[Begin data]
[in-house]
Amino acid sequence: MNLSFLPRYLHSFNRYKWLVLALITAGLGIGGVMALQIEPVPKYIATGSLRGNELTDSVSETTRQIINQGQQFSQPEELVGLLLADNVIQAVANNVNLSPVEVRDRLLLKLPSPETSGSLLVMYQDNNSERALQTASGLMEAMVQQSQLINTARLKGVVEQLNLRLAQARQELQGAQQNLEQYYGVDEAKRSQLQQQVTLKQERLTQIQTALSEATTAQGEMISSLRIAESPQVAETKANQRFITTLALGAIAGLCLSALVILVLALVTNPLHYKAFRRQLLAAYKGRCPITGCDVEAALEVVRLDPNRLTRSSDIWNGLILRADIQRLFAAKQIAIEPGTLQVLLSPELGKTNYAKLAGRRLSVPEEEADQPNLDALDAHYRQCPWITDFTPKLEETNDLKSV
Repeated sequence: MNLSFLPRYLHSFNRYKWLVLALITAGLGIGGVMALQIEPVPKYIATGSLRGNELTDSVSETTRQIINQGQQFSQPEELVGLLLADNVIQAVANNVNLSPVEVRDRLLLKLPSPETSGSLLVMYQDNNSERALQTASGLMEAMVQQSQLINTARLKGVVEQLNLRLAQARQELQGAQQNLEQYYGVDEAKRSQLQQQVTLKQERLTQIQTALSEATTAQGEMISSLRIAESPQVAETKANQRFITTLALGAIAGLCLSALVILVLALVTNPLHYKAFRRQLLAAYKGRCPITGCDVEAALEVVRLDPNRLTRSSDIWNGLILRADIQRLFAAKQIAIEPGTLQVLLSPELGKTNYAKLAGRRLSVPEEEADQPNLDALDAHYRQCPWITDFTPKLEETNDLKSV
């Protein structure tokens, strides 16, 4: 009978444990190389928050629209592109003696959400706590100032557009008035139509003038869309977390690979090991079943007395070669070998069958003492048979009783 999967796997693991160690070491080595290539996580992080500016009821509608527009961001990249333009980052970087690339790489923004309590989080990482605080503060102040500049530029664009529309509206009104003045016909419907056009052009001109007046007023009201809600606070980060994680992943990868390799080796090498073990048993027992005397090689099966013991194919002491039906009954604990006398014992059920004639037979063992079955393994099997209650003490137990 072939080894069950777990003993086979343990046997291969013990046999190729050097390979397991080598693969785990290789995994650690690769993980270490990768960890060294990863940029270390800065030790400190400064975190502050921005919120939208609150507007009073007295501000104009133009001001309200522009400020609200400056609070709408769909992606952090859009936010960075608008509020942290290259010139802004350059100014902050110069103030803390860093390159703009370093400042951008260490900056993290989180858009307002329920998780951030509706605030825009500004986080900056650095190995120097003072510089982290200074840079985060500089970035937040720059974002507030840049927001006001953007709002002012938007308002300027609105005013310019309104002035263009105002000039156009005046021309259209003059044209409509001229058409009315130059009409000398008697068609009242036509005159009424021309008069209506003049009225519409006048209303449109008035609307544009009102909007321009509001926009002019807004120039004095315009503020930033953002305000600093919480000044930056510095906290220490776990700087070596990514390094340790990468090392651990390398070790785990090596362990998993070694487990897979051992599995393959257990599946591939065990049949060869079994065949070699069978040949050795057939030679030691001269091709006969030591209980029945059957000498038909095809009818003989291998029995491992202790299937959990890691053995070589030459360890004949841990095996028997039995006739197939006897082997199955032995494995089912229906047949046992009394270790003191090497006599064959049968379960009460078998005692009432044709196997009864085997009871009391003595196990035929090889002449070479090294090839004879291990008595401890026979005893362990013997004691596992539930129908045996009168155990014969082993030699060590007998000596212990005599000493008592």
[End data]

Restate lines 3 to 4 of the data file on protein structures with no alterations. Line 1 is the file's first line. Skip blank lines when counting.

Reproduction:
Repeated sequence: MNLSFLPRYLHSFNRYKWLVLALITAGLGIGGVMALQIEPVPKYIATGSLRGNELTDSVSETTRQIINQGQQFSQPEELVGLLLADNVIQAVANNVNLSPVEVRDRLLLKLPSPETSGSLLVMYQDNNSERALQTASGLMEAMVQQSQLINTARLKGVVEQLNLRLAQARQELQGAQQNLEQYYGVDEAKRSQLQQQVTLKQERLTQIQTALSEATTAQGEMISSLRIAESPQVAETKANQRFITTLALGAIAGLCLSALVILVLALVTNPLHYKAFRRQLLAAYKGRCPITGCDVEAALEVVRLDPNRLTRSSDIWNGLILRADIQRLFAAKQIAIEPGTLQVLLSPELGKTNYAKLAGRRLSVPEEEADQPNLDALDAHYRQCPWITDFTPKLEETNDLKSV
């Protein structure tokens, strides 16, 4: 009978444990190389928050629209592109003696959400706590100032557009008035139509003038869309977390690979090991079943007395070669070998069958003492048979009783 999967796997693991160690070491080595290539996580992080500016009821509608527009961001990249333009980052970087690339790489923004309590989080990482605080503060102040500049530029664009529309509206009104003045016909419907056009052009001109007046007023009201809600606070980060994680992943990868390799080796090498073990048993027992005397090689099966013991194919002491039906009954604990006398014992059920004639037979063992079955393994099997209650003490137990 072939080894069950777990003993086979343990046997291969013990046999190729050097390979397991080598693969785990290789995994650690690769993980270490990768960890060294990863940029270390800065030790400190400064975190502050921005919120939208609150507007009073007295501000104009133009001001309200522009400020609200400056609070709408769909992606952090859009936010960075608008509020942290290259010139802004350059100014902050110069103030803390860093390159703009370093400042951008260490900056993290989180858009307002329920998780951030509706605030825009500004986080900056650095190995120097003072510089982290200074840079985060500089970035937040720059974002507030840049927001006001953007709002002012938007308002300027609105005013310019309104002035263009105002000039156009005046021309259209003059044209409509001229058409009315130059009409000398008697068609009242036509005159009424021309008069209506003049009225519409006048209303449109008035609307544009009102909007321009509001926009002019807004120039004095315009503020930033953002305000600093919480000044930056510095906290220490776990700087070596990514390094340790990468090392651990390398070790785990090596362990998993070694487990897979051992599995393959257990599946591939065990049949060869079994065949070699069978040949050795057939030679030691001269091709006969030591209980029945059957000498038909095809009818003989291998029995491992202790299937959990890691053995070589030459360890004949841990095996028997039995006739197939006897082997199955032995494995089912229906047949046992009394270790003191090497006599064959049968379960009460078998005692009432044709196997009864085997009871009391003595196990035929090889002449070479090294090839004879291990008595401890026979005893362990013997004691596992539930129908045996009168155990014969082993030699060590007998000596212990005599000493008592």